Effect of calcium ions on neuroblastoma differentiation

Cancer Science & Therapy

ISSN: 1948-5956

Open Access

Effect of calcium ions on neuroblastoma differentiation

3rd World Congress on Cancer Science & Therapy

October 21-23, 2013 DoubleTree by Hilton Hotel San Francisco Airport, CA, USA

Priti Tiwari and K. Y. Chen

ScientificTracks: J Cancer Sci Ther

Abstract :

Most neuroblastomas are undifferentiated tumors that consist of small, round cells called neuroblasts that have little or no neural differentiation. Neuroblastomas develop when normal fetal neuroblasts fail to become mature nerve cells, but instead continue to grow and divide. Current research focuses on finding small molecules that induce differentiation of neurons to produce nerve cells which otherwise would undergo proliferation and become malignant tumors. To test this a small ion calcium (Ca) was selected as it is known to induce neuroblastoma differentiation. N2a cells were treated with Ca ions in the form of Calcium chloride and effect of Ca ions was evaluated morphologically and through phase contrast microscopy. Calcium alone at 10mM was sufficient to generate an extensive web of neurite outgrowth. The efficacy of calcium in eliciting the morphological change in mouse neuroblastoma cells was comparable with or even better than that of Bt2cAMP. Thus as a function of dose response and time course it was determined that Ca ions specifically and selectively induced neurobalstoma differentiation and constant presence of Ca ions was eminent for neurite outgrowth. If calcium was depleted during the course of differentiation, n2a cells failed to differentiate into neurons. During the course of the proliferation assay using N2a neuroblastoma cells, we noticed that the presence of calcium in the culture appeared to promote neurite outgrowth, a hallmark of neuroblastoma cell differentiation. Calcium ions selectively and specifically induce differentiation of neuroblastoma cell. This is the first study to show that in the absence of an external constant calcium source neuroblastoma cells continued to proliferate.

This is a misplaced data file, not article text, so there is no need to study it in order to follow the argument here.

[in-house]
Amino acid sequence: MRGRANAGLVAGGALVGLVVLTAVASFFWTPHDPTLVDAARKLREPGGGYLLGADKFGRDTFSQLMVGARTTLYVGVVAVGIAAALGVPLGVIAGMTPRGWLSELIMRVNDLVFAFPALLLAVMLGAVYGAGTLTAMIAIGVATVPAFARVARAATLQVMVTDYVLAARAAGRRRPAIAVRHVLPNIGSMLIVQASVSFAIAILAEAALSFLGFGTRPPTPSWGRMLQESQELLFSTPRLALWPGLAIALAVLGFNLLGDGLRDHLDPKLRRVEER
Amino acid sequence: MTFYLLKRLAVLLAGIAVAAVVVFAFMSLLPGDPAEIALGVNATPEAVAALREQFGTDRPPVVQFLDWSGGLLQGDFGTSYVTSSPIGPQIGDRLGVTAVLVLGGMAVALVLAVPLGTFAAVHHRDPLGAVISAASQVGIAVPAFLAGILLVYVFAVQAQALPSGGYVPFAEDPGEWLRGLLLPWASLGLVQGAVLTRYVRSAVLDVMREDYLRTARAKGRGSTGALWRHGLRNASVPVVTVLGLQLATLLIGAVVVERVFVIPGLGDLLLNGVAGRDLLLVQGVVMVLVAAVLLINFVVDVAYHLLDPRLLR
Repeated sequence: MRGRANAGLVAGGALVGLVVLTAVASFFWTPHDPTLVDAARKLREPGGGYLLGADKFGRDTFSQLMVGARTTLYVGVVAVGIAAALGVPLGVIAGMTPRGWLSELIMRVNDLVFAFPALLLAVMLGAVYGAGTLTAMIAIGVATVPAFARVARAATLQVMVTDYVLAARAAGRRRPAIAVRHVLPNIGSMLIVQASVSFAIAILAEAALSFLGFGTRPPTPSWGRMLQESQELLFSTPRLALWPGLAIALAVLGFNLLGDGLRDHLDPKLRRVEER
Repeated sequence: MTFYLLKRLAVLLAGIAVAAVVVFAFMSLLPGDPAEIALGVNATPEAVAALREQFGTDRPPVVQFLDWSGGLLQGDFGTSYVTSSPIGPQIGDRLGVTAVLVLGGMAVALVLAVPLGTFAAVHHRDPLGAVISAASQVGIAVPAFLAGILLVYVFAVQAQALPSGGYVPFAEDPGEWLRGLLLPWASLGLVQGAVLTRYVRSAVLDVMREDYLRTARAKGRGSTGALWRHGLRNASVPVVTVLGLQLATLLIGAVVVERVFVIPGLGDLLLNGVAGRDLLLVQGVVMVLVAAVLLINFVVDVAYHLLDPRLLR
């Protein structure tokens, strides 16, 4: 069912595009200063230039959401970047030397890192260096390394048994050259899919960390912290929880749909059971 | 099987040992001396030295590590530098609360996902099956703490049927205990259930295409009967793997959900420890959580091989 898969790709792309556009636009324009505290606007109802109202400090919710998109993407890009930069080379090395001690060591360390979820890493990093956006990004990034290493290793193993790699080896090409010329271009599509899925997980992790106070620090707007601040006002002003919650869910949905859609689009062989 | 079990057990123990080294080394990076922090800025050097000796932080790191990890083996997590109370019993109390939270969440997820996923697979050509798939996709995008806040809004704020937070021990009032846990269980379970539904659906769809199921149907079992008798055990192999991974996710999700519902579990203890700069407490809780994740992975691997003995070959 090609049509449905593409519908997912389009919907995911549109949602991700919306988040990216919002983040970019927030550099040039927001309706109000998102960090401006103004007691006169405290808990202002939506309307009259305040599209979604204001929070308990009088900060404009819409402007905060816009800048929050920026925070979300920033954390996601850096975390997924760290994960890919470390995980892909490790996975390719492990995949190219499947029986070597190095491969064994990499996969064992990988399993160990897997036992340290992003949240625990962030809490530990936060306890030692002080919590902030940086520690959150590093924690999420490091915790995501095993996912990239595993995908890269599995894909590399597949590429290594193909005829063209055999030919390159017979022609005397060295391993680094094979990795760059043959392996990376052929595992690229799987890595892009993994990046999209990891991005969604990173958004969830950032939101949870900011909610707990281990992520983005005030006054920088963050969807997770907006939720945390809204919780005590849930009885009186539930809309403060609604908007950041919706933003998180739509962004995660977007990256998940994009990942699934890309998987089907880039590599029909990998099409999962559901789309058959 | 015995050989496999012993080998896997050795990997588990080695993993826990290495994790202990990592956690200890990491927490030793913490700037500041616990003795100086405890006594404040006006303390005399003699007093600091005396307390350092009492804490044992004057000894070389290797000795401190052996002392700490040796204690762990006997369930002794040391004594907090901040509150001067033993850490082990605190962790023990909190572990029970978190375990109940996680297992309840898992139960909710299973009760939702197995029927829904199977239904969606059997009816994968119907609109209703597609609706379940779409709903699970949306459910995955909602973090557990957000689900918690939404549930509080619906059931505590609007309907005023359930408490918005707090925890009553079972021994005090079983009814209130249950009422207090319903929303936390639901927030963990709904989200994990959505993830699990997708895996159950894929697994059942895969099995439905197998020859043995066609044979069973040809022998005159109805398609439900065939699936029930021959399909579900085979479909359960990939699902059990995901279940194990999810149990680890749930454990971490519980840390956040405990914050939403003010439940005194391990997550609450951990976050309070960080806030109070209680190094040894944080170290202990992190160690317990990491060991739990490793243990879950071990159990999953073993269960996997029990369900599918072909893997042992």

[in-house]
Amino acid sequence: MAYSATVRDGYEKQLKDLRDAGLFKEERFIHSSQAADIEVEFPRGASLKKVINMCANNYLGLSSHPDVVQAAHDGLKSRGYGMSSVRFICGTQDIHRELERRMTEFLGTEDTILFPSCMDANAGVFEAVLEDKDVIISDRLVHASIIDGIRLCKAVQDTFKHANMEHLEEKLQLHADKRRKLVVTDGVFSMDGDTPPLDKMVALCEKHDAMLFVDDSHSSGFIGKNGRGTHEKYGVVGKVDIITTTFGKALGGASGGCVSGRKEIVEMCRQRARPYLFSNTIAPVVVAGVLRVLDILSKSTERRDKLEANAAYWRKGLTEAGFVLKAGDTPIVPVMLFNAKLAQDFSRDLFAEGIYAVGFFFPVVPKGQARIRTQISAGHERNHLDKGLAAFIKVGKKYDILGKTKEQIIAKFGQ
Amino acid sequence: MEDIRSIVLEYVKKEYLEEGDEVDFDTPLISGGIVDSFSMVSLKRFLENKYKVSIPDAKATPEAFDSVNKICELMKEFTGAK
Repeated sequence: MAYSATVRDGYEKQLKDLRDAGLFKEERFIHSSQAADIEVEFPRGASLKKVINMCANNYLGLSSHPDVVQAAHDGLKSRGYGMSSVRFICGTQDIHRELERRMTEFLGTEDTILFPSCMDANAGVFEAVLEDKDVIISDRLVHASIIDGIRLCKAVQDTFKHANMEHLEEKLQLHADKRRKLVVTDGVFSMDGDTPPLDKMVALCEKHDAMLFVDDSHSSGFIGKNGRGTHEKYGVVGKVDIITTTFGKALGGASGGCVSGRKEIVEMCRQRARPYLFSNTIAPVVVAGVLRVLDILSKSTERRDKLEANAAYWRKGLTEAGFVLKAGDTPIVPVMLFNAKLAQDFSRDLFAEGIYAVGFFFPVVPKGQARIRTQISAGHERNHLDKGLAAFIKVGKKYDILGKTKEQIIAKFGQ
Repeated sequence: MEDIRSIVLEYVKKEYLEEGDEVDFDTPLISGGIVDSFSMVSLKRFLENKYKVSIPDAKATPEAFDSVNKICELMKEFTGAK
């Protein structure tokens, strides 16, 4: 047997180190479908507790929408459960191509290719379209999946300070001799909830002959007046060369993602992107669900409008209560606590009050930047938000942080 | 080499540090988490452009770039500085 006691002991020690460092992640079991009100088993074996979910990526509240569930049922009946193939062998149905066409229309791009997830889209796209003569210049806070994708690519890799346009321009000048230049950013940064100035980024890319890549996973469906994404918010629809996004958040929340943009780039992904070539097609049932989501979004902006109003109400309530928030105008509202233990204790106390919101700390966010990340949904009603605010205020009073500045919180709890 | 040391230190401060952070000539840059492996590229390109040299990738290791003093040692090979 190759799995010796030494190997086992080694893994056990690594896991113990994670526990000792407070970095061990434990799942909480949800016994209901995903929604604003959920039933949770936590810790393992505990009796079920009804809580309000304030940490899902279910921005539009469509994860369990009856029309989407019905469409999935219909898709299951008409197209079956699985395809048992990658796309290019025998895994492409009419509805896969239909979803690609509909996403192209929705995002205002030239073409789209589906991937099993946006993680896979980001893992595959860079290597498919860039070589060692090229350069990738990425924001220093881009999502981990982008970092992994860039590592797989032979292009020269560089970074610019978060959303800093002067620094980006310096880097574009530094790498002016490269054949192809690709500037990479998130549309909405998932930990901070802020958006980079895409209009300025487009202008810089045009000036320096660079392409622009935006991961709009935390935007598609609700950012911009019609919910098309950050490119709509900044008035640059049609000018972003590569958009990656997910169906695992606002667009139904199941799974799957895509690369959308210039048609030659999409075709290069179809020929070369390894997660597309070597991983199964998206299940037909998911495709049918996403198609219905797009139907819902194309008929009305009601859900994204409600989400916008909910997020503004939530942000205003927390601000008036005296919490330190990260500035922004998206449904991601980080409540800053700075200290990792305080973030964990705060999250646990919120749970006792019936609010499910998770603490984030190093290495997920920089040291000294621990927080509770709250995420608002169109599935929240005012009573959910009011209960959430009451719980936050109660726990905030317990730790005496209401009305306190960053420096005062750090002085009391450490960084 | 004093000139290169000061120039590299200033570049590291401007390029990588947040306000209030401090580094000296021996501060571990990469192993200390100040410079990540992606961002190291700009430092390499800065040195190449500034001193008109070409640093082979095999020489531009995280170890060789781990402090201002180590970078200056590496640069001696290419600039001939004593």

Biography :

Priti Tiwari is pursuing a Ph.D. at Rutgers University in the Chemistry & Chemical Biology. She is working on finding small molecule modulators of cellular differentiation processes particularly in the field of tumors and obesity.

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